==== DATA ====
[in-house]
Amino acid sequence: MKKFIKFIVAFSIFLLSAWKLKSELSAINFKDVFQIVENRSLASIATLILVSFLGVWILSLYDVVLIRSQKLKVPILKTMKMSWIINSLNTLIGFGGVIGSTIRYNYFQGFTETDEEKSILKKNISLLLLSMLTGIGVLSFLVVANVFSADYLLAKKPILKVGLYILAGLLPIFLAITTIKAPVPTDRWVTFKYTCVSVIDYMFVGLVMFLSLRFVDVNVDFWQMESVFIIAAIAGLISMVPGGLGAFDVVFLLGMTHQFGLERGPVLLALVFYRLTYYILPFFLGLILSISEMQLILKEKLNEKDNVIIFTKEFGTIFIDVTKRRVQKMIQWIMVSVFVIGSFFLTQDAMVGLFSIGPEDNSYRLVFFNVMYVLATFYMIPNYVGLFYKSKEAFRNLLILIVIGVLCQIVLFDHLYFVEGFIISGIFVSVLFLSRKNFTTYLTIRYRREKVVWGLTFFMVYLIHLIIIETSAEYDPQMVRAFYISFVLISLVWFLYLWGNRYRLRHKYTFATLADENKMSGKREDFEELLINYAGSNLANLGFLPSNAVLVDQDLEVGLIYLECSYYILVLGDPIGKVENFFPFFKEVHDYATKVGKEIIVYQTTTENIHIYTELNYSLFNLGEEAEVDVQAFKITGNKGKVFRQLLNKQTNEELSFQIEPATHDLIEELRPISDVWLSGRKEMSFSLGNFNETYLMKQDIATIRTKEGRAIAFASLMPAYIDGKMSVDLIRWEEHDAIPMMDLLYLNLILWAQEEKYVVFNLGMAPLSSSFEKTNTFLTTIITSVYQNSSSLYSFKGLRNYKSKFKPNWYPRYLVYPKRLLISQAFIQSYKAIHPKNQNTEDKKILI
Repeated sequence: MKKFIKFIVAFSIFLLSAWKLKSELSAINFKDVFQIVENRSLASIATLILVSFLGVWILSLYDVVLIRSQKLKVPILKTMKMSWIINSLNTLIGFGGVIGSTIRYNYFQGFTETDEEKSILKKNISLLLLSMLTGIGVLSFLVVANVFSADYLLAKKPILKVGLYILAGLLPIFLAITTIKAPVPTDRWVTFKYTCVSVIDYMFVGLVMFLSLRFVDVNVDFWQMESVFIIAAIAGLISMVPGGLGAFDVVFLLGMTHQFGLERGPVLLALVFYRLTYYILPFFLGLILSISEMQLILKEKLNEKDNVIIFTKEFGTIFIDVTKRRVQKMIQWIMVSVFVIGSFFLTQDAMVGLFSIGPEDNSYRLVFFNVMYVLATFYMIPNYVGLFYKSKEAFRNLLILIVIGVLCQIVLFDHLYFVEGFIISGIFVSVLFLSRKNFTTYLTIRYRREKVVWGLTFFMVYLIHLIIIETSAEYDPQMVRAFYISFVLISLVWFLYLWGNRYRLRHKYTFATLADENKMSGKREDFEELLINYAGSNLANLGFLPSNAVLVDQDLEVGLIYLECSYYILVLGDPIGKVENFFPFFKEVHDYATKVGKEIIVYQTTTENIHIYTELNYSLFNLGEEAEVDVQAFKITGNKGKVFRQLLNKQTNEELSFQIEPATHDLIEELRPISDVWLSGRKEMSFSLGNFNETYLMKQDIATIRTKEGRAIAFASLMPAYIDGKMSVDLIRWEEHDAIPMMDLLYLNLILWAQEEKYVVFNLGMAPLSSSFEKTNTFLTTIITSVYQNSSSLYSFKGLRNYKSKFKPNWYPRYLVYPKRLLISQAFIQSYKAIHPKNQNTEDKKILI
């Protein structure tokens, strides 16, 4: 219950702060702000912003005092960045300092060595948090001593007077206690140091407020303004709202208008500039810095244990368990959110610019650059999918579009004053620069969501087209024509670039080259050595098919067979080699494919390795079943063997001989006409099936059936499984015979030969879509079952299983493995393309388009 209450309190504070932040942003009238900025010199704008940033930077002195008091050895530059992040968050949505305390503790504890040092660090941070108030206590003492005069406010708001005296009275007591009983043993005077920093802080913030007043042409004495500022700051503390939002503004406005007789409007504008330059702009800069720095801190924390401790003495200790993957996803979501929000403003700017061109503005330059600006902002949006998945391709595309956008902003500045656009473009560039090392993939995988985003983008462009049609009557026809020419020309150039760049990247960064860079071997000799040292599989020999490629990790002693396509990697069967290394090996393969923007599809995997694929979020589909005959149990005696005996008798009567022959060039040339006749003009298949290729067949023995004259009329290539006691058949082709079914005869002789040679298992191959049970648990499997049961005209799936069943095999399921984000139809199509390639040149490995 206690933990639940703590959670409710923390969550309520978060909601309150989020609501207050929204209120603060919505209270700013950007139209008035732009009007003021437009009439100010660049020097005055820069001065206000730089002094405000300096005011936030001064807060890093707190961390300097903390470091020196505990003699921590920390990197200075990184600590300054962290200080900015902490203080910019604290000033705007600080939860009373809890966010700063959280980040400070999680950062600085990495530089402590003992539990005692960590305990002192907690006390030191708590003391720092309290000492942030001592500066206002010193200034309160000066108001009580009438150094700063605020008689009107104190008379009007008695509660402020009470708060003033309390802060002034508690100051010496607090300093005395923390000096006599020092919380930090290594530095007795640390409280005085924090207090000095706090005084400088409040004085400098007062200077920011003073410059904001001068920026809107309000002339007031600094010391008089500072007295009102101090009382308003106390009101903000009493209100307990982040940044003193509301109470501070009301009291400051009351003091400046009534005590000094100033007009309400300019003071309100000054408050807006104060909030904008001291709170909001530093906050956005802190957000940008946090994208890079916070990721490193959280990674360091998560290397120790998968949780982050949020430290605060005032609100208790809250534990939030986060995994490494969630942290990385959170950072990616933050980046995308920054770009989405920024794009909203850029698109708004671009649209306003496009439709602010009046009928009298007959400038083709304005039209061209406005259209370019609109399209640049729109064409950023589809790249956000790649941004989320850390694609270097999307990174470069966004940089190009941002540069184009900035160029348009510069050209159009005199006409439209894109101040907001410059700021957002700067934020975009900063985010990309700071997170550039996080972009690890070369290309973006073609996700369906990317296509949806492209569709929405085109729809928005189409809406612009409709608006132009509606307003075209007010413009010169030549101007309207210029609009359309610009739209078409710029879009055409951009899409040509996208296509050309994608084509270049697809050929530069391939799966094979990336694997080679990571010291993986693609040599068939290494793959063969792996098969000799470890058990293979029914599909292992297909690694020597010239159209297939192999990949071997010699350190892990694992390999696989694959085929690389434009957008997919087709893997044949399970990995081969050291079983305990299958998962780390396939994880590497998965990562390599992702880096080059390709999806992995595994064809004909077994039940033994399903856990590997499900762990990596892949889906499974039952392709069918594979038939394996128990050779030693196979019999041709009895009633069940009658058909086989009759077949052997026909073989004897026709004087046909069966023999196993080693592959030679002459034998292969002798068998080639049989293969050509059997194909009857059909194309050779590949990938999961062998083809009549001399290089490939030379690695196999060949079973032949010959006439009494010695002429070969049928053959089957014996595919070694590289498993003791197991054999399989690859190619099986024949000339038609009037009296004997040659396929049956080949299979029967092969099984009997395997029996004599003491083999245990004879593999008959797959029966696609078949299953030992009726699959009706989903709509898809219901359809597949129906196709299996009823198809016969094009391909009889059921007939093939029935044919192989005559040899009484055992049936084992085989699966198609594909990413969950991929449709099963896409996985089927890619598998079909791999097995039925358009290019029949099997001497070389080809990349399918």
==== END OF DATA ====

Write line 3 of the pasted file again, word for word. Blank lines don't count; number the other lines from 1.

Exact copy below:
Repeated sequence: MKKFIKFIVAFSIFLLSAWKLKSELSAINFKDVFQIVENRSLASIATLILVSFLGVWILSLYDVVLIRSQKLKVPILKTMKMSWIINSLNTLIGFGGVIGSTIRYNYFQGFTETDEEKSILKKNISLLLLSMLTGIGVLSFLVVANVFSADYLLAKKPILKVGLYILAGLLPIFLAITTIKAPVPTDRWVTFKYTCVSVIDYMFVGLVMFLSLRFVDVNVDFWQMESVFIIAAIAGLISMVPGGLGAFDVVFLLGMTHQFGLERGPVLLALVFYRLTYYILPFFLGLILSISEMQLILKEKLNEKDNVIIFTKEFGTIFIDVTKRRVQKMIQWIMVSVFVIGSFFLTQDAMVGLFSIGPEDNSYRLVFFNVMYVLATFYMIPNYVGLFYKSKEAFRNLLILIVIGVLCQIVLFDHLYFVEGFIISGIFVSVLFLSRKNFTTYLTIRYRREKVVWGLTFFMVYLIHLIIIETSAEYDPQMVRAFYISFVLISLVWFLYLWGNRYRLRHKYTFATLADENKMSGKREDFEELLINYAGSNLANLGFLPSNAVLVDQDLEVGLIYLECSYYILVLGDPIGKVENFFPFFKEVHDYATKVGKEIIVYQTTTENIHIYTELNYSLFNLGEEAEVDVQAFKITGNKGKVFRQLLNKQTNEELSFQIEPATHDLIEELRPISDVWLSGRKEMSFSLGNFNETYLMKQDIATIRTKEGRAIAFASLMPAYIDGKMSVDLIRWEEHDAIPMMDLLYLNLILWAQEEKYVVFNLGMAPLSSSFEKTNTFLTTIITSVYQNSSSLYSFKGLRNYKSKFKPNWYPRYLVYPKRLLISQAFIQSYKAIHPKNQNTEDKKILI